What are Workplace Health and Safety Management Systems (WHSMS)?
A workplace health and safety management system (WHSMS) is a recommended method for establishing company-wide systems and process for following WHS legislation and offering further protection to the health and safety of a workforce.
What is the Aim of a Work Health and Safety Management System?
The aim of a safety management system is to help identify hazards and manage risks to reduce the likelihood of occurrence of workplace injuries. It provides clear guidelines for following safety protocols. The WHSMS also includes processes for maintaining worker health and safety standards.
A WHSMS covers all aspects of worker safety within an organisation. It provides a framework for identifying which areas are in need of improvement and ensuring procedures are implemented for the reporting hazards.
What is the Structure of a WHS Safety Management System?
It is up to each organisation to develop its own system. There are several sources that outline a basic WHS management system structure, including AS/NZS 4801:2001 and AS/NZS 4804:2001. Since 2018, ISO 45001 has now replaced both 4801 and 4804.The standards recommend an organisational structure dedicated to the following:
- Minimising and avoiding workplace injuries;
- Providing for continual evaluation and improvement; and
- Ensuring compliance.
The first section directly addresses existing policies and procedures for identifying and managing risks. Organisations must then implement methods for evaluating and improving these practices across their operations. At the same time, the system must comply with OSH/WHS laws in your state or territory.
Effective systems need to also define how the organisation is prepared to manage risk. The system should actively identify known risks and select suitable risk management controls. The steps require communication across all levels of the organisation. Risk management policies should provide written guidelines for defining WHS goals and target outcomes. These systems also need to establish the health and safety responsibilities of everyone involved in managing risks and hazards. This should define who is responsible for what area of risk and who reports to who in the event that risk mitigation is required.
All parties must understand their roles and safety responsibilities in connection with WHS Act. There are online WHS act awareness training courses to help explain these obligations. The courses are self-paced and available for workers, managers and officers.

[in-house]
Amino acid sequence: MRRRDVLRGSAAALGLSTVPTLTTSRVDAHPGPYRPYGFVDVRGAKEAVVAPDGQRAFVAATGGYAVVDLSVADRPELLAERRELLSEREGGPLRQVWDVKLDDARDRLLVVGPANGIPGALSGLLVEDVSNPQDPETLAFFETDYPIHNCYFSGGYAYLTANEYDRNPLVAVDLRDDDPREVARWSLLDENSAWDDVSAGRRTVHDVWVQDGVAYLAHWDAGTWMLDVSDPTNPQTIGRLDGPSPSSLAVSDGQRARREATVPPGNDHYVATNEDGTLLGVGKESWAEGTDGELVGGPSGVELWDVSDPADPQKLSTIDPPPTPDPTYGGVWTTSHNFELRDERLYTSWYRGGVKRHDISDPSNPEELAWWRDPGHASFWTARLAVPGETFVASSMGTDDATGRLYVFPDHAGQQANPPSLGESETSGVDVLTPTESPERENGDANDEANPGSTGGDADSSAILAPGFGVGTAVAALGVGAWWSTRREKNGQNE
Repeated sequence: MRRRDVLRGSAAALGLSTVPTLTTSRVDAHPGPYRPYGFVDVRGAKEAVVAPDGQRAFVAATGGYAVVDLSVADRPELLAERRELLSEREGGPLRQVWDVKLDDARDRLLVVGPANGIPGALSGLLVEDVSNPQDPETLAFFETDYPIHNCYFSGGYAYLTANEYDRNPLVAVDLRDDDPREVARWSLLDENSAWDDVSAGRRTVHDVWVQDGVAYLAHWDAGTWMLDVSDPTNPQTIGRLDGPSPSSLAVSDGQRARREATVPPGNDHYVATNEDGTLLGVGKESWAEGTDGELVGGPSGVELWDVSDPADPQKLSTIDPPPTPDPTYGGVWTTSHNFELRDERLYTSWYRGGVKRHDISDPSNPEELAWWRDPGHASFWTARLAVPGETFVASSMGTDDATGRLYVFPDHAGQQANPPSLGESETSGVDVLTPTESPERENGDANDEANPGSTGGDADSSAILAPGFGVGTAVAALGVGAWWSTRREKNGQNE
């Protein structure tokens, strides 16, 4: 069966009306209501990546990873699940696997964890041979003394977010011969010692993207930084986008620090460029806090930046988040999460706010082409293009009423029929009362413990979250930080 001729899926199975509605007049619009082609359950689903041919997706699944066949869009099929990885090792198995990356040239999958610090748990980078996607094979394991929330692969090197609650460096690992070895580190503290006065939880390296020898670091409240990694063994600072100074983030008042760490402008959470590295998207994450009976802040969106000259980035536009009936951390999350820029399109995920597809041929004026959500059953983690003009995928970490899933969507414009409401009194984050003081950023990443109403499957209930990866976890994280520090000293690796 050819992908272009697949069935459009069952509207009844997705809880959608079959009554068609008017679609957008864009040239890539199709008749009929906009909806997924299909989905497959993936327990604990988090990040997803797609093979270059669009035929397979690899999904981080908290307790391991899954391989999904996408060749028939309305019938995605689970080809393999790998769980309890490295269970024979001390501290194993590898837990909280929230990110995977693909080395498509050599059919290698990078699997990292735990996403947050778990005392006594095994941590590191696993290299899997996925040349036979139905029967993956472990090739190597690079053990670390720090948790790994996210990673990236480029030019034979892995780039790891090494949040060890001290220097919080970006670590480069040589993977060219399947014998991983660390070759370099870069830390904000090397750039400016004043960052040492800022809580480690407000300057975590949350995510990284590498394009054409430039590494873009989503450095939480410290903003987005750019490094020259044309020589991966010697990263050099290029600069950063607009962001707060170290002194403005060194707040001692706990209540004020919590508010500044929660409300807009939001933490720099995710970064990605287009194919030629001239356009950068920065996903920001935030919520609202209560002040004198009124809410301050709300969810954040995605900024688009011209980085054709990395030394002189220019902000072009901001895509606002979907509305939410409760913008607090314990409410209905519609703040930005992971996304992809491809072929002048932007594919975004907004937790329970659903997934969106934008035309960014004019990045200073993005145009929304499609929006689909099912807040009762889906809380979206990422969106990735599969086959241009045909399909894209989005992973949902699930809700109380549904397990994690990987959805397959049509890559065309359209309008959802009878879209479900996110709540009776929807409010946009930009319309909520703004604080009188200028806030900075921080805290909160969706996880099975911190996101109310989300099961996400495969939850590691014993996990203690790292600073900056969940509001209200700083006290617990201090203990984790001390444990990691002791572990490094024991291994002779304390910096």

WHS systems also require continual monitor, review and evaluation. Organisations must define metrics for measuring the effectiveness of their policies and implementation. These steps are necessary for the continual improvement of WHS management policies and risk management processes.
What are the Key Elements of a WHS Management System?
The framework structure of an occupational health and safety management system can be further divided into key components for maintaining an efficient WHSMS. Each system needs methods for implementing the details outlined in the structure. These essential elements include:
- Safety plans;
- Policies and procedures;
- Supervision; and
Organisations utilise safety plans to outline specific health and safety procedures for different environments and work areas. These documented health and safety rules within a safety plan can ensure that all workers are able to understand their obligations. The rules and plans assist in holding everyone accountable.
Health and safety management policies and procedures establish an overarching framework for following safety plans. Each organisation must devise their own system. The policies may include details related to recordkeeping, hazard inspections and incident reporting.
WHSMS training is a broad category. Besides WHS training courses for workers, organisations need to train everyone who conducts work tasks on a work site. Every worker, contractor, volunteer, visitor and officer needs to understand their obligations and duties to the company, the work site and to each other under the WHS Act.
Officers and supervisors must also monitor and supervise the safety performance of their workforce. Monitoring often includes risk and task assessments that are completed before work begins. Supervision ensures that workers are following their safety requirements.
The final element is reporting. Safety reporting occurs at every level of an organisation. Workers and managers need to report and rectify unsafe hazards and conditions whilst board members also have an obligation to remain aware of safety issues being experienced by the workforce.
What Is a WHS Management Plan?
A WHS management plan is an important part of the work health and safety system. The plan is drafted prior to work commencing and provides a detailed outline for following safety protocols. It typically includes the names and positions of all responsible parties.
The safety plan also includes arrangements related to the following:
- Assessing the hazards of the work site;
- Taking reasonable steps to minimise risks;
- Managing any safety issues that occur;
- Following company WHSMS rules; and
- Monitoring and reviewing the safety of the work site.
This is just an overview of the typical WHSMS. Developing an effective system requires organisations to evaluate their existing safety practices whilst finding ways to improve workplace safety.
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